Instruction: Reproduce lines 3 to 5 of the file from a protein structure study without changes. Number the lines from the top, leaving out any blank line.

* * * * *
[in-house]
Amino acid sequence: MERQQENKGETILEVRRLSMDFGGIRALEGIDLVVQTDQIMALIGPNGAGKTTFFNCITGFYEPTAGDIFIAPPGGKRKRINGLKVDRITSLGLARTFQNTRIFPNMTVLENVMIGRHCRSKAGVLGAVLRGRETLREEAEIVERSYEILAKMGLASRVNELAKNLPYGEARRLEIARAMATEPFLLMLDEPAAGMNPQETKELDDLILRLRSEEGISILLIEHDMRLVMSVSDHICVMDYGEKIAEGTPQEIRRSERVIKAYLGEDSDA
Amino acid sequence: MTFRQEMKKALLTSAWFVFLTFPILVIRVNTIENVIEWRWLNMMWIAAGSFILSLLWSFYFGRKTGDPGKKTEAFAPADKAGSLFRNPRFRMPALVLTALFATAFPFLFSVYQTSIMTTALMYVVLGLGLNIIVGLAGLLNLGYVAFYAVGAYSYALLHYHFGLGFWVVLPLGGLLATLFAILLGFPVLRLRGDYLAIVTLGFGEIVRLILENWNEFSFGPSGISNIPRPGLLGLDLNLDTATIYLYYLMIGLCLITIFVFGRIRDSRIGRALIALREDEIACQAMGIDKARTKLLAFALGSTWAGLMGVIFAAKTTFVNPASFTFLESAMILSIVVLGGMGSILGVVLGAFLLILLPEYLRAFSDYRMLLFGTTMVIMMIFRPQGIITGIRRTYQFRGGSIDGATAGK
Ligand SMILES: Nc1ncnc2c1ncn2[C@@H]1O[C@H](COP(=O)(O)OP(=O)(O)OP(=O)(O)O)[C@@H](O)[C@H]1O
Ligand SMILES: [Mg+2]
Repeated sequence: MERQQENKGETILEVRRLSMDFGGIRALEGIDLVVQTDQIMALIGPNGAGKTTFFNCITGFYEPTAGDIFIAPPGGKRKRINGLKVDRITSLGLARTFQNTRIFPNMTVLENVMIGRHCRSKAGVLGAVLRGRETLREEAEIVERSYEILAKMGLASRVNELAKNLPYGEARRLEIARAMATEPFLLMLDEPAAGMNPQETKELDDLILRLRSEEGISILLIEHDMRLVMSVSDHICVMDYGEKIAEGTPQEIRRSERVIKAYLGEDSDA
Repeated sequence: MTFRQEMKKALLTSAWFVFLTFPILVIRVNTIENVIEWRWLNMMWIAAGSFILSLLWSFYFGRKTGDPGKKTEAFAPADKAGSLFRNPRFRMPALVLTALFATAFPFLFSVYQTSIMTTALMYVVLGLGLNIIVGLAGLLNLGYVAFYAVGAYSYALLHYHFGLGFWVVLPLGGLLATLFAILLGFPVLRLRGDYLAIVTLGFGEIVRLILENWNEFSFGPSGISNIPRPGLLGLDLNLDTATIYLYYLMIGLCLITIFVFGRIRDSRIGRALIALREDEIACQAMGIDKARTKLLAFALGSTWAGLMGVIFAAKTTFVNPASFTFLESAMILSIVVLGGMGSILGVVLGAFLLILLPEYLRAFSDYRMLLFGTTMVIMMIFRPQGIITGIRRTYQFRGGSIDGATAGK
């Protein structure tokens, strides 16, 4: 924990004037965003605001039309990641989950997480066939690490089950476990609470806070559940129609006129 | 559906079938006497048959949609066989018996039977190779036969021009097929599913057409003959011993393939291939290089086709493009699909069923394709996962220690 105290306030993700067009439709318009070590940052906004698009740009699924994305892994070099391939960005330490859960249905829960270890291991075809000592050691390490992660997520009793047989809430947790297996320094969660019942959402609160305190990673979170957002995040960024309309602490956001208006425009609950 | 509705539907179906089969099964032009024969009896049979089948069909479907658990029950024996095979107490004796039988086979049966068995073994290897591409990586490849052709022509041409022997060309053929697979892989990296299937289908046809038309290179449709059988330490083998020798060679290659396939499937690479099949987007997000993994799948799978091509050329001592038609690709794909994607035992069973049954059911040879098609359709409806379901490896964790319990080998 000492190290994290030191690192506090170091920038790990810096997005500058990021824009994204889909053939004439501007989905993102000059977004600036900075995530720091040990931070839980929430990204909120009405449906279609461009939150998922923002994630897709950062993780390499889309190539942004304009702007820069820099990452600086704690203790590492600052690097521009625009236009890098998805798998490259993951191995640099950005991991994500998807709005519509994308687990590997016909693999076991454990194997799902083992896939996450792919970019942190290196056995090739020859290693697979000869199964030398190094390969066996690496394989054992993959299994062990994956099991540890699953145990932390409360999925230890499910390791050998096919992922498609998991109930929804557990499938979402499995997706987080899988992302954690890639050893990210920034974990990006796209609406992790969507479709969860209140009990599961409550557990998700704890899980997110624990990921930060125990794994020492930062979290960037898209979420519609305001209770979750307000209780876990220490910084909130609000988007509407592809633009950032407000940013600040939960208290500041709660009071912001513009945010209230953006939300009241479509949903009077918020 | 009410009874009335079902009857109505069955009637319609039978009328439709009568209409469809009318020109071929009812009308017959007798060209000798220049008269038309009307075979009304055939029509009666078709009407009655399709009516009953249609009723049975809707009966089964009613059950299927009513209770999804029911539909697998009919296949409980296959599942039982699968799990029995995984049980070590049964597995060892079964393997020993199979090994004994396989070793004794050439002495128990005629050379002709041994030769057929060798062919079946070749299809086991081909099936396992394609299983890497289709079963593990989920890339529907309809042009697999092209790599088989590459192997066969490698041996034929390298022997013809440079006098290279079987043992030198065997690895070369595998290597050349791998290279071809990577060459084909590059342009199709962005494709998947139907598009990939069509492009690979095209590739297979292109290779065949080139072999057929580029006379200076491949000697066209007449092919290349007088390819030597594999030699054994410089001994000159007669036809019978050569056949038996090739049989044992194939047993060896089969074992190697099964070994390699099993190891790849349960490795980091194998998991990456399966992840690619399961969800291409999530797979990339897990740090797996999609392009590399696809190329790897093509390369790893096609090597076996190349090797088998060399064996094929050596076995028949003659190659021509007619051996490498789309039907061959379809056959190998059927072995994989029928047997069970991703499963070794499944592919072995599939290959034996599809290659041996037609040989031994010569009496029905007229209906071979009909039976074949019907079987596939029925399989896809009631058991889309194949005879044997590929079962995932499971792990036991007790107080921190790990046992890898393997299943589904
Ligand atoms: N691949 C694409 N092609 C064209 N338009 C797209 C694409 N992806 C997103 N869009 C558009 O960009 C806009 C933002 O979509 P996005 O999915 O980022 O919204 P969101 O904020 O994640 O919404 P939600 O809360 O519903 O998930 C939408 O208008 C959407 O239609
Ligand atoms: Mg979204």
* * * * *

Amino acid sequence: MTFRQEMKKALLTSAWFVFLTFPILVIRVNTIENVIEWRWLNMMWIAAGSFILSLLWSFYFGRKTGDPGKKTEAFAPADKAGSLFRNPRFRMPALVLTALFATAFPFLFSVYQTSIMTTALMYVVLGLGLNIIVGLAGLLNLGYVAFYAVGAYSYALLHYHFGLGFWVVLPLGGLLATLFAILLGFPVLRLRGDYLAIVTLGFGEIVRLILENWNEFSFGPSGISNIPRPGLLGLDLNLDTATIYLYYLMIGLCLITIFVFGRIRDSRIGRALIALREDEIACQAMGIDKARTKLLAFALGSTWAGLMGVIFAAKTTFVNPASFTFLESAMILSIVVLGGMGSILGVVLGAFLLILLPEYLRAFSDYRMLLFGTTMVIMMIFRPQGIITGIRRTYQFRGGSIDGATAGK
Ligand SMILES: Nc1ncnc2c1ncn2[C@@H]1O[C@H](COP(=O)(O)OP(=O)(O)OP(=O)(O)O)[C@@H](O)[C@H]1O
Ligand SMILES: [Mg+2]